Good nutrition provides strength and stamina during extended practice sessions.

What a Teenager Should Eat Before Baseball Practice

by Stephanie Dube Dwilson

Showing up for baseball practice isn't the only thing necessary to reach your full potential as a ball player. Adequate rest and sound nutrition are also vital to develop the strength and stamina needed to play ball. Good nutrition helps you stay focused and concentrate on the job at hand. Fortunately, good nutrition doesn't require expensive or exotic ingredients, just a little preparation.

1. Timing

Plan to have a meal or hearty snack two to four hours before practice. This gives your body time to start the digestion process, so the food won't upset your stomach, but it is close enough to practice time that you won't run out of energy before your workout is over. For extended workout sessions, take along a light snack, such as fresh or dried fruit, half of a sandwich or some nuts. Daily, plan to eat within an hour of getting out of bed, and try to have something to eat every three to four hours.

2. Choices

Make carbohydrates your main fuel source to provide long-lasting energy. Whole grain bread and cereal are good sources of carbohydrates before baseball practice. Add some protein and fat to round out the meal. Protein sources such as cheese, nuts, eggs and yogurt are nutritionally dense choices. The addition of fat helps you feel full longer, but too much fat can upset your stomach if eaten too close to the time when you're working out. Choosing a protein that is also high in fat, such as nuts, is a good way to balance your pre-practice snack.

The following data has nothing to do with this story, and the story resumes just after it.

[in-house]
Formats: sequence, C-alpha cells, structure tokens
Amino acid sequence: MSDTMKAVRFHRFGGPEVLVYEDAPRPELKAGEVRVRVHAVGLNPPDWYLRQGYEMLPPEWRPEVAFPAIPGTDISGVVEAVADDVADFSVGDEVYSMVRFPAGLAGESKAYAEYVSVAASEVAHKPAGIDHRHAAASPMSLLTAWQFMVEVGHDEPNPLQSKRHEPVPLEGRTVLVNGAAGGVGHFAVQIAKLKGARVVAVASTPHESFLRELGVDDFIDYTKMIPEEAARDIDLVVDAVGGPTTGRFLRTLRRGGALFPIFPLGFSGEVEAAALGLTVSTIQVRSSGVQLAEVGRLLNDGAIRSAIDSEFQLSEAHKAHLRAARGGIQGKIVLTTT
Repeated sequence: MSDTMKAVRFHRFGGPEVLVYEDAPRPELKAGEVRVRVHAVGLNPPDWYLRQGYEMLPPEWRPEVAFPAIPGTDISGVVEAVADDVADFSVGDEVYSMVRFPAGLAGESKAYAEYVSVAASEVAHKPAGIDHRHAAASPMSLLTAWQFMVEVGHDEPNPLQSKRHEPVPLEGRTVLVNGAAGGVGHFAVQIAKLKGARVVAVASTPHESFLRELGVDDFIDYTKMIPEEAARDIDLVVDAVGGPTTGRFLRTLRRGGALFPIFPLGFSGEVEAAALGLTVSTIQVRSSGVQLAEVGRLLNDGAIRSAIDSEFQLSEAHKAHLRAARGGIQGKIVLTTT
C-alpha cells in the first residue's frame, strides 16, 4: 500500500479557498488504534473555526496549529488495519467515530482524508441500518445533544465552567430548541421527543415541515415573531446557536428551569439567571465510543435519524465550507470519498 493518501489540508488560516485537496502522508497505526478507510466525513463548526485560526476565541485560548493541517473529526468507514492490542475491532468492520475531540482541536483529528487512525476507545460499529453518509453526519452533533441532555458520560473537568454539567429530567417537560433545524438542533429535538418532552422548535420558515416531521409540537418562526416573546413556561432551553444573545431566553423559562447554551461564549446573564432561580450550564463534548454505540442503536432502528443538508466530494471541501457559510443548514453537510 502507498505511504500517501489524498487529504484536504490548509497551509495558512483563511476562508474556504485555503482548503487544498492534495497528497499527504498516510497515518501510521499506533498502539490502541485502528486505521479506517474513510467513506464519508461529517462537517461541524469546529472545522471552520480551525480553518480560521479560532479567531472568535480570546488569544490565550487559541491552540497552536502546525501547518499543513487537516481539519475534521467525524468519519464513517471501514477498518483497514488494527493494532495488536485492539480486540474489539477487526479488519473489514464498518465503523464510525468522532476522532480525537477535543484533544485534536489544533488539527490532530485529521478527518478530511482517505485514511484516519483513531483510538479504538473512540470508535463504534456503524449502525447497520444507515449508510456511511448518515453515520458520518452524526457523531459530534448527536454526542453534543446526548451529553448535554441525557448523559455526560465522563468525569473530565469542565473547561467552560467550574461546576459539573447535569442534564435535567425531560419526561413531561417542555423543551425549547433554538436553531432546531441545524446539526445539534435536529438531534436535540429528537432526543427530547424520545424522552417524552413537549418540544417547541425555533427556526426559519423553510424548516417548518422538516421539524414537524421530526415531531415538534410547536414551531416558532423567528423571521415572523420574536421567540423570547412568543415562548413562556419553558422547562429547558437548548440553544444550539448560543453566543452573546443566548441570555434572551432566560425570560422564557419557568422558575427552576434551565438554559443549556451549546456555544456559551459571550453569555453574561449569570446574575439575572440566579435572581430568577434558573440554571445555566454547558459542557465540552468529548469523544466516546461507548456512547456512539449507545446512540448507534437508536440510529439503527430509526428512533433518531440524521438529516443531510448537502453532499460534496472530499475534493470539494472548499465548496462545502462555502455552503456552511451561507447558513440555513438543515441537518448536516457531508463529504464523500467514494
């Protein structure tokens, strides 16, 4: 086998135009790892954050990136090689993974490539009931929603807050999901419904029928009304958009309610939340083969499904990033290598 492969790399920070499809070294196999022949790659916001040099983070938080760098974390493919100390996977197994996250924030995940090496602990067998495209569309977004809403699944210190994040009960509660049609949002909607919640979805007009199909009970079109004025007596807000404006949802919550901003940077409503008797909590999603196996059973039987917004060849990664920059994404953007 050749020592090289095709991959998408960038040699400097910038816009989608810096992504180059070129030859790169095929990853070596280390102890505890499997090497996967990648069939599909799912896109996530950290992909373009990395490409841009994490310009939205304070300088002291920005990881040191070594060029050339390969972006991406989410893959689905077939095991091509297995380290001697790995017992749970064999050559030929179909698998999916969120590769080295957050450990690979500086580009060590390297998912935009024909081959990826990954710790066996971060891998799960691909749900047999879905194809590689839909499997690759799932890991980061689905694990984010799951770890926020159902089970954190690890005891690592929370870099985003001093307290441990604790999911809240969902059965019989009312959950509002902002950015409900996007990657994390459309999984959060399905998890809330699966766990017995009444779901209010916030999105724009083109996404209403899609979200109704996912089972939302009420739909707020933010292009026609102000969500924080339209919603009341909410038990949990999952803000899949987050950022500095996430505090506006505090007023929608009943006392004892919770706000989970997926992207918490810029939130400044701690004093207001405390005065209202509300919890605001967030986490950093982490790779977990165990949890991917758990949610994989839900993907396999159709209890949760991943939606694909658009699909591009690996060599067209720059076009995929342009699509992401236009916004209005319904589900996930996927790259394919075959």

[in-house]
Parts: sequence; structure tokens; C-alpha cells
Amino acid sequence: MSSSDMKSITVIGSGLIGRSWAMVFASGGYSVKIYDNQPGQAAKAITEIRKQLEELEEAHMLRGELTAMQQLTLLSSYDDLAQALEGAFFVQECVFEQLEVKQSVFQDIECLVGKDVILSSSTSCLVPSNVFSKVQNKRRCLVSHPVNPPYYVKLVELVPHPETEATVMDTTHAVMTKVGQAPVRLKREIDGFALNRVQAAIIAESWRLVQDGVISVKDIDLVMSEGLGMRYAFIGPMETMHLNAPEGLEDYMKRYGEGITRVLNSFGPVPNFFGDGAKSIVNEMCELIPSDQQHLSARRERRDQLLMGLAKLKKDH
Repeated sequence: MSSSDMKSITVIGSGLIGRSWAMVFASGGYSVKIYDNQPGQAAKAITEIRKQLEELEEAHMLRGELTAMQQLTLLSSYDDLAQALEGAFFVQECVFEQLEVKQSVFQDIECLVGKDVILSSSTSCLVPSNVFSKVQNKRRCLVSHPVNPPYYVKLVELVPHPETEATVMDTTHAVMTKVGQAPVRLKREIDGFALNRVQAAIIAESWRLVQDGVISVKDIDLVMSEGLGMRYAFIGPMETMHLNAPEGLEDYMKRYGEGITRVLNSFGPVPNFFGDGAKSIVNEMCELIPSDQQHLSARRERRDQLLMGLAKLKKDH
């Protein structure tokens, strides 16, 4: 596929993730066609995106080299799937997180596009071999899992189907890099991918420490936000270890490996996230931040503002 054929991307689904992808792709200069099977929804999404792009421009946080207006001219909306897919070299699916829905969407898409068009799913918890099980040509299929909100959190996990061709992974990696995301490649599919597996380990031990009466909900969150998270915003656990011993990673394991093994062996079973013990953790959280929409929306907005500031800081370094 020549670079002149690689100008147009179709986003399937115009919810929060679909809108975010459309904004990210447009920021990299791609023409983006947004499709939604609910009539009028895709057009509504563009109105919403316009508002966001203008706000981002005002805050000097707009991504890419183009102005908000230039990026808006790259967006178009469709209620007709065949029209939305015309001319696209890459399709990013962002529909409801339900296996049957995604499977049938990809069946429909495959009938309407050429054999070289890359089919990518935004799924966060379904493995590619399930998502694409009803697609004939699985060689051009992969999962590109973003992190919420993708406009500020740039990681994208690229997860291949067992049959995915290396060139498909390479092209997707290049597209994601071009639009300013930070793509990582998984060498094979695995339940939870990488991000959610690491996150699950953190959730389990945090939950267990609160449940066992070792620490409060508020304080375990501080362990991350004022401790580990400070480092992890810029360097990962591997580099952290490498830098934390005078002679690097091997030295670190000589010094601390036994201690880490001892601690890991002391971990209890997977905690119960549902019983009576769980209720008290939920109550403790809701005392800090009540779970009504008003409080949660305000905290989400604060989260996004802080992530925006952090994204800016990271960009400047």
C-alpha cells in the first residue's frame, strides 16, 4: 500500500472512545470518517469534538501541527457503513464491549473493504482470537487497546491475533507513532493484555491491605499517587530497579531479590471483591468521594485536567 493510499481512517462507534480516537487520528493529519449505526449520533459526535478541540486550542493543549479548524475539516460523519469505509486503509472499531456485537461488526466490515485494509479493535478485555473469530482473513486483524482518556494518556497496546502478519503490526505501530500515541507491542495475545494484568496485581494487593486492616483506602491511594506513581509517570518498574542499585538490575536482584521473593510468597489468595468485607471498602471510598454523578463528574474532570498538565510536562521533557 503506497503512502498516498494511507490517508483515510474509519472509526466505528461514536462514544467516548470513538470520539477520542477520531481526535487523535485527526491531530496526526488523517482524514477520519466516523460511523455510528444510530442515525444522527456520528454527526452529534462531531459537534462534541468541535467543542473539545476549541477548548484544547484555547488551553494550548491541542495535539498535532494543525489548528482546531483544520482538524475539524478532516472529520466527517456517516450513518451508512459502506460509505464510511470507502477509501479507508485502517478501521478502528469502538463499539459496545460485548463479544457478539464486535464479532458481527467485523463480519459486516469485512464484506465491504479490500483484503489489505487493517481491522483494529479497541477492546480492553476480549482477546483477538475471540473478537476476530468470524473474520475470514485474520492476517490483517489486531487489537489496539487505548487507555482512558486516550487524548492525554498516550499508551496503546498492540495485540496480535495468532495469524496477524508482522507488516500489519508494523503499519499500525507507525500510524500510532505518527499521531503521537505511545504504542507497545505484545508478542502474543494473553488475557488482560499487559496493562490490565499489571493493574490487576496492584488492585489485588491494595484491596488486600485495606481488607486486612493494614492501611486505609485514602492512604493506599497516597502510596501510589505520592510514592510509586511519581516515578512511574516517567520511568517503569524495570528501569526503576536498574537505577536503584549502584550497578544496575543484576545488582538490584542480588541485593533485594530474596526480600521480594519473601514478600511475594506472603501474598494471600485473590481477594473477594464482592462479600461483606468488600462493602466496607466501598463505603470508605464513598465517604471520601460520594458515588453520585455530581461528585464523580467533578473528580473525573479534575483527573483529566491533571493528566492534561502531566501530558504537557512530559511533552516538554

3. Calories

It can be a challenge for a teenager to consume all the calories he needs to feel and play his best. An active teenager may need over 3,000 calories each day. Those calories can be hard to fit in if he is in school all day, then heads off for an evening of baseball practice. Making smart food choices helps each calorie provide the most nutritional bang for the buck.

4. Fluids

Food isn't the only important part of the nutritional equation for teenage ball players. Staying hydrated is vital for health and performance. Drinking water throughout the day, including during practice, should be enough to keep most ball players hydrated. However, during long practices or when the weather is particularly warm, sports drinks are a good option.

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